Source: Historic Sites and Monuments Board of Canada, Minutes, November 1979.
Key elements that relate to the heritage value of Osgoode Hall include:
- its composite character, reflecting the successive additions to the building in keeping with its expanding functions;
- distinctive features of its architecture, including the quality of materials, the richness of ornament, and the hierarchical use of the classical orders;
- its basic form, consisting of projecting wings joined by a long, centre section;
- its Palladian design, evident in the prominent end pavilions, the frontispieces comprised of rusticated base and temple motifs, and the arrangement of storeys into basement, principal and attic;
- its distinctive south façade;
- the sculptural treatment of the façades introduced by Henry Bower Lane to harmonize the east and west wings, including projecting frontispieces, rich window surrounds, and dentilled cornices;
- the Neoclassical exterior elements of the wings, including the heavy entablature and parapet hiding the slope of the roof, and the use of channelled, ashlar masonry for the bases of the frontispieces;
- the rich exterior treatment of the centre wing, including the rich, rustication of the base, the round-headed windows separated by pilasters, hooded mouldings over openings, an attic storey, and a balustrade;
- elements added in 1857 to unite the three wings, including a continuous cornice, a continuous string course, and the repetition of the temple and arcaded motif;
- elements of its interior plan added in 1857 and associated with its use by the Law Society of Upper Canada, including the Great Library, the Rotunda, and the dining room;
- the use of a hierarchy of orders and their ornament for interior detailing, including the use of Tuscan on the ground floor, the more elegant Ionic for the piano nobile, and the richest Corinthian in the Great Library and Court of Queen's Bench;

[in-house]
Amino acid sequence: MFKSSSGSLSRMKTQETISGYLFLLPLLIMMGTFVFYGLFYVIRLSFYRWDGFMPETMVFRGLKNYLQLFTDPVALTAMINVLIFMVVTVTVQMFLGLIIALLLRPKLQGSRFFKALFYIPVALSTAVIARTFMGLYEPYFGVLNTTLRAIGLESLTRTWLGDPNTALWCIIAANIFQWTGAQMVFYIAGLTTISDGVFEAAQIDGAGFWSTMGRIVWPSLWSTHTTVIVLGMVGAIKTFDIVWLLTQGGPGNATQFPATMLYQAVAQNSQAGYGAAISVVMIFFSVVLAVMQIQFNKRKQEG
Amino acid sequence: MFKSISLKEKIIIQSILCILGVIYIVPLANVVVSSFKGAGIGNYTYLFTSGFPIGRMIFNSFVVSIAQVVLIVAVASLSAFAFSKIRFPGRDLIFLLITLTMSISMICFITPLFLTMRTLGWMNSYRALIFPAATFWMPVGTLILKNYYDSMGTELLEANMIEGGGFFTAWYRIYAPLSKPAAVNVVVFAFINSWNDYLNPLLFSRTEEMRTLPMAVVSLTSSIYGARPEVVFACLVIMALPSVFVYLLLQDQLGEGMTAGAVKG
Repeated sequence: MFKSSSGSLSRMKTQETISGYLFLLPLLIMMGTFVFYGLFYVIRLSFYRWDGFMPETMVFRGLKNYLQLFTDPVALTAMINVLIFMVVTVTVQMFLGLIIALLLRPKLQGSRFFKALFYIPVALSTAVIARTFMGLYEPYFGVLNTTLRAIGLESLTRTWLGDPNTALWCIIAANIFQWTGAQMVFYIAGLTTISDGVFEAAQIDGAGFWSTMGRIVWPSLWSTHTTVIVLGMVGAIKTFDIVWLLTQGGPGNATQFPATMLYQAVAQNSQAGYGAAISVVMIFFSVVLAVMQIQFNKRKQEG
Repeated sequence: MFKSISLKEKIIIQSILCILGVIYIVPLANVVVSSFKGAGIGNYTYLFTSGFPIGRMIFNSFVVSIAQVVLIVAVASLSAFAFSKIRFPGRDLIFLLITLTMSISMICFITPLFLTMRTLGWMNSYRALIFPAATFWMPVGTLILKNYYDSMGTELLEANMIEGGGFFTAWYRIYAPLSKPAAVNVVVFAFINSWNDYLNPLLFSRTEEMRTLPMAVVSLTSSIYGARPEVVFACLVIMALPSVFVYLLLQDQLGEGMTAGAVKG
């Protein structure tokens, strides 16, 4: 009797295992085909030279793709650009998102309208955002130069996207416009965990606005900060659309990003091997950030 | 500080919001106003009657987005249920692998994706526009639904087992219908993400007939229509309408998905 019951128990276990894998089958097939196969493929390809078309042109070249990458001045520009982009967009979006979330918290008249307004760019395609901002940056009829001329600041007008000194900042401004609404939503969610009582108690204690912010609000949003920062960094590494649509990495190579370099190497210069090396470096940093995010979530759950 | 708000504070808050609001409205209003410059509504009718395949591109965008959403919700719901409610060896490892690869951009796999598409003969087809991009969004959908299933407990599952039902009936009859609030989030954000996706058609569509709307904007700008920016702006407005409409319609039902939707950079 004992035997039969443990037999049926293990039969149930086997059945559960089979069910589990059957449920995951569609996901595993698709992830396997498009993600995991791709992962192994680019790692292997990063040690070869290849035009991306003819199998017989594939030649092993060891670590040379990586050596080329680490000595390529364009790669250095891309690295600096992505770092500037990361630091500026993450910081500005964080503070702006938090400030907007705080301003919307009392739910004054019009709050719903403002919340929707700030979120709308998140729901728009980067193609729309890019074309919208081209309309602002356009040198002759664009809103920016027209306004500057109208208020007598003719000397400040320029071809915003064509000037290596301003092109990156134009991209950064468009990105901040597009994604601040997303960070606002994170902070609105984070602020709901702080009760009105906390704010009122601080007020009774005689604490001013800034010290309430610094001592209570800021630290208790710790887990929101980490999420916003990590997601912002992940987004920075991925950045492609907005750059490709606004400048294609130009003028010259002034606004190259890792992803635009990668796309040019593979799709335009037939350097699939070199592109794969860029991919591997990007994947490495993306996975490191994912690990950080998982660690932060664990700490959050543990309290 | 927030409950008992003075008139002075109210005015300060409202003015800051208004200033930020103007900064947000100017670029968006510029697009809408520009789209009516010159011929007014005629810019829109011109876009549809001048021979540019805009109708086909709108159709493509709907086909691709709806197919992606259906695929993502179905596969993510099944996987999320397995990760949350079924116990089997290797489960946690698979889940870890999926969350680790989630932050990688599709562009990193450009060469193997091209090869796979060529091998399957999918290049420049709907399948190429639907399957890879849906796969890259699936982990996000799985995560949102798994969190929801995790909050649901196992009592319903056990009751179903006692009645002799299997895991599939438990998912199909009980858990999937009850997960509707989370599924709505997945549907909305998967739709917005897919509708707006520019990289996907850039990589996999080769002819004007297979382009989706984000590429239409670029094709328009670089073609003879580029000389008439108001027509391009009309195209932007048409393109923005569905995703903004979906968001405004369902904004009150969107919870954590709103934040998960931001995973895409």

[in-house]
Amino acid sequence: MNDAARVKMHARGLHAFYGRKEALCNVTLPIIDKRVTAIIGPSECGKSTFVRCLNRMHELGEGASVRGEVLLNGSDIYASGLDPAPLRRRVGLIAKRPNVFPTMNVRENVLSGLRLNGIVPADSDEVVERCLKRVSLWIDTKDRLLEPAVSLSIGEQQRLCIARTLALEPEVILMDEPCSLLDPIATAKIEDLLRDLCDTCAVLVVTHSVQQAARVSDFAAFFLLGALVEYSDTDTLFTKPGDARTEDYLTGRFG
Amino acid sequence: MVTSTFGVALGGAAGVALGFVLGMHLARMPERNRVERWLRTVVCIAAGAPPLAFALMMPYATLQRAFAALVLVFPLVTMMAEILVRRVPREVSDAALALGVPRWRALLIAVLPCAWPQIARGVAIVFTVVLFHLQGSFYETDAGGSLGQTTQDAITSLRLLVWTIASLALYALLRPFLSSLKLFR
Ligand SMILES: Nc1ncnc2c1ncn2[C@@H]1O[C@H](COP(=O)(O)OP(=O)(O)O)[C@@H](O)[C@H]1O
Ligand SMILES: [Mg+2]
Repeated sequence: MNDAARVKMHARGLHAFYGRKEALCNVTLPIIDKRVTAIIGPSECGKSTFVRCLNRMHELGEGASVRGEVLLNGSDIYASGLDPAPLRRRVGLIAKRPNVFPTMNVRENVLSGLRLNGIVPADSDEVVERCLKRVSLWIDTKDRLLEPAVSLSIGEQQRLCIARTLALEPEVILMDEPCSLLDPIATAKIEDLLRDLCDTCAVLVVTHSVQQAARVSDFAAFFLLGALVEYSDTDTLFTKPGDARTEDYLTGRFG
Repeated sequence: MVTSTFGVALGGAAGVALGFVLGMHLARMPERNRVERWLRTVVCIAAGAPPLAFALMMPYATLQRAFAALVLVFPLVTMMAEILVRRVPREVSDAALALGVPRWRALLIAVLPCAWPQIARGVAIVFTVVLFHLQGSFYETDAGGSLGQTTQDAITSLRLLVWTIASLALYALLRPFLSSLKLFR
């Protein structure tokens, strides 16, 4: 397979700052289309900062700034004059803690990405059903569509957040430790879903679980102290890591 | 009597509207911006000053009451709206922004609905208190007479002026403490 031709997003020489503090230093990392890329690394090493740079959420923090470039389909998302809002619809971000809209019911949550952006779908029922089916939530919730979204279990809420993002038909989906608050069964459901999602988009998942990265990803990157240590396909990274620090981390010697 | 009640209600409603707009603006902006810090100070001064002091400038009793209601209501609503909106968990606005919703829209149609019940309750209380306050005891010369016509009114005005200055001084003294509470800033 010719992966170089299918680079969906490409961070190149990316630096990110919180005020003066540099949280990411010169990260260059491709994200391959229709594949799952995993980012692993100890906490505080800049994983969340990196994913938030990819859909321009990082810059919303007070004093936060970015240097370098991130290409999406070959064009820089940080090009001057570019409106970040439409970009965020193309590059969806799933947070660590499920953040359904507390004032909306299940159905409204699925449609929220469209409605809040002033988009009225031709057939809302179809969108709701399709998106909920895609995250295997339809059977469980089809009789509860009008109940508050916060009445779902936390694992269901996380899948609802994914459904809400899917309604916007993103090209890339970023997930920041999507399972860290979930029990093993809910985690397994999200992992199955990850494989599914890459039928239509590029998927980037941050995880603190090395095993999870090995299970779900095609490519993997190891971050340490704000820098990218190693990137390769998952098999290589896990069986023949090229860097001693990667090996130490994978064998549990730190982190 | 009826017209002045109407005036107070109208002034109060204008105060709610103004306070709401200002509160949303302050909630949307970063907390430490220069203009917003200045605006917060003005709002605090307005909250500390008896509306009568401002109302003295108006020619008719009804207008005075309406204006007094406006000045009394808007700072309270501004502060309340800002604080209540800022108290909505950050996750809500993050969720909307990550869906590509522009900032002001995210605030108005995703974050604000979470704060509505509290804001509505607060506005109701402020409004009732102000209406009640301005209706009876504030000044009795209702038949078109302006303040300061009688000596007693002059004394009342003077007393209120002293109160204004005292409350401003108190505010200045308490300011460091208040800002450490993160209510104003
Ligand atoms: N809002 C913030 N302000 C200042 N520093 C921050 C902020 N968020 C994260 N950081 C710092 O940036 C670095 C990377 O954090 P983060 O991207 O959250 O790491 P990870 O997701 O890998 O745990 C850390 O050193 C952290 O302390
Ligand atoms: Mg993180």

- the use of a hierarchy of interior finishes for the original stratified hierarchy of interior spaces;
- surviving original interior finishes and features, including deeply carved door surrounds, tile, walnut and oak floors, Caen stone mantles and pine mantles, coloured glass in the stair landings and atrium spaces; door hardware, light fixtures, the wood-panelled dining room, and Caen stone stairs;
- surviving original interior elements and detailing in the Great Library, including its division into vaulted hall and side aisles, its central, shallow, coffered dome, a blind arcade that mirrors the round-headed windows of the exterior wall, and its decorative plaster work;
- surviving original interior elements and detailing in the Rotunda, including arcading with piers below and paired columns above;
- its formal setting, including the grassed lawn with Y-shaped walkways and traditional plantings, the decorative wrought iron fence along the perimeter of the property, and the Victorian, wrought-iron entrance gate;
- the presence, design and material of the wrought-iron fence;
- viewscapes of the building from the street;
- features establishing its landmark status within the urban environment, including its axial location heading York Street, its low height in a dense environment, the enclosure of its grounds, and the extent of open land around the building.